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LIBERTY STATE PARK - WE WELCOME THE WORLD TO LIBERTY STATE PARK FOR ITS VIEW AND BEAUTY. WE WELCOME YOU TO WALK ALONG OUR GREAT LIBERTY WALK WAY OVER LOOKING THE HUDSON RIVER, TAKING IN ELLIS ISLAND, THE STATUE OF LIBERTY AND THE NYC SKYLINE. STOP IN AND SEE OUR MAGNIFICENT CENTRAL RAILROAD TERMINAL AND TAKE A FERRY TO ELLIS ISLAND OR VISIT THE STATUE OF LIBERTY. THEN ENJOY THE NEW LIBERTY SCIENCE CENTER. PLEASE EXPLORE THIS WEB PAGE IN DETAIL AND FIND THE MANY HIDDEN SECRETS OF LIBERTY STATE PARK.

  History of

Liberty State Park

 

The Statue of Liberty and Ellis Island Photos

On the New York Harbor, less than 2,000 feet from the Statue of Liberty, Liberty State Park has served a vital role in the development of New Jersey's metropolitan region and the history of the nation.

During the 19th and early 20th centuries the area that is now Liberty State Park was a major waterfront industrial area with an extensive freight and passenger transportation network. This network became the lifeline of New York City and the harbor area. The heart of this transportation network was the Central Railroad of New Jersey Terminal (CRRNJ), located in the northern portion of the park. The CRRNJ Terminal stands with the Statue of Liberty and Ellis Island to unfold one of this nation's most dramatic stories: the immigration of northern, southern, and eastern Europeans into the United States. After being greeted by the Statue of Liberty and processed at Ellis Island, these immigrants purchased tickets and boarded trains, at the CRRNJ Terminal, that took them to their new homes throughout the United States. The Terminal served these immigrants as the gateway to the realization of their hopes and dreams of a new life in America.

Today, Liberty State Park continues to serve a vital role in the New York Harbor area. As the railroads and industry declined, the land was abandoned and became a desolate dump site. With the development of Liberty State Park came a renaissance of the waterfront. Land with decaying buildings, overgrown tracks and piles of debris was transformed into a modern urban state park. The park was formerly opened on Flag Day, June 14, 1976, as New Jersey's bicentennial gift to the nation. Most of this 1,122 acre park is open space with approximately 300 acres developed for public recreation.

 

Grove of Rememberance Ceremony 
Arbor Day 2003  - Friday, April 25, 2003
Liberty State Park, Jersey City, NJ

Remarks by Sam Pesin, Pres.
 

As the pres. of The Friends and the son of Morris Pesin, the ďfatherĒ of LSP, I express deep gratitude to the NJ Tree Foundation, its exec.dir. Lisa Simms who conceived the idea for GOR, the DEPís Mike DíErrico from the Forestry Service and Frank Gallagher, from P& F, & the Grove Committee.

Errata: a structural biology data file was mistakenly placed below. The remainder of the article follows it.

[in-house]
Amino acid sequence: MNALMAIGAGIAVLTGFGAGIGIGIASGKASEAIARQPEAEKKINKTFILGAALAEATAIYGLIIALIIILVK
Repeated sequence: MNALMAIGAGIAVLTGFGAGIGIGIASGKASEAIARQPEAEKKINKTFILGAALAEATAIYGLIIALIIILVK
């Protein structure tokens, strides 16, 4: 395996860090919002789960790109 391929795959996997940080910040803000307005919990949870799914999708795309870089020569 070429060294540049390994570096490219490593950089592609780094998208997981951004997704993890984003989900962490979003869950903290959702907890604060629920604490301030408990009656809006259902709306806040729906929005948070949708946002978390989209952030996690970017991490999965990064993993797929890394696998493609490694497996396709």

This Grove of Remembrance (GOR) is a powerful living tribute to NJís 691 victims of 9/11. The Grove is a natural sanctuary which will inspire reflection and hope for generations to come. As the sun, rain, and earth will nourish the trees, the GOR will nourish our spirits.

LSP is sacred ground because of its closeness to Lady Liberty and Ellis Island, and because
this green park is scarce open space in this concrete densely populated region. The role the park played on 9/11 as an evacuation center for 1000s of people, the compassionate work of park employees  on that sad day, and the parkís becoming NJís Victimsí Assistance Center, all make LSP an even more sacred NJ and American public park. The GOR radiates with the beauty of sacredness.

Someone once said that groves of trees were Godís first temples. The parkís natural beauty, peacefulness, and free open space constantly inspire reflection on our lives and connects with our soul. The GOR makes the park an even richer spiritual resource.

The Park is a backdrop for a historic Gateway to America and the GOR will open a Gateway
to our hearts. The GOR is a meaningful addition to LSP, which is among our nationís most
special places, comparable to Washington DCís National Mall between the Washington Monument and the Lincolnís Memorial. The Grove makes this park an even more special place.

This park is the Peopleís Park. Caring citizens have put democracy into action many times to defend this free park against commercialization threats. Lady Liberty and her torch sparks feelings about freedom and democracy and Ellis Island evokes the memory of the hardships endured by the millions who immigrated here. The GOR makes the park an even stronger symbol of our nationís democracy, values, and dreams.

This is a great addition to LSPís beauty and majesty. It creates an attractive Northern entrance, and softens our approach to the empty skyline up the cobblestone road.  I also want to thank the Prudential Foundation for their generous donation for the landscaping, grass & paths around GOR. 

This park is a green oasis for people to enjoy relaxation, recreation, nature, history, and mostly free cultural events. The GOR will increase the parkís great value as a family park and community space. People of all ages, of all cultural backgrounds, and from around our state, nation, and world will gather in the presence of these trees, and be stronger for doing so. 

The attack of 9/11, must ultimately lead to bringing the people of the world together. The GOR which millions of people will see must become a bridge from the darkness and pain of 9/11 to a future better world. The GOR is a place of sorrow and hope and is also a call to action. The leaves of these quiet trees call out to us about our moral obligation of conscience to remember the NJ victims and all who perished, and the trees also call out to each of us about our responsibility to work in our communities for a more loving, just and peaceful world. Thank you again, NJ Tree Foundation, for this Grove, whose symbolism and life enriches this treasured park and enriches our souls.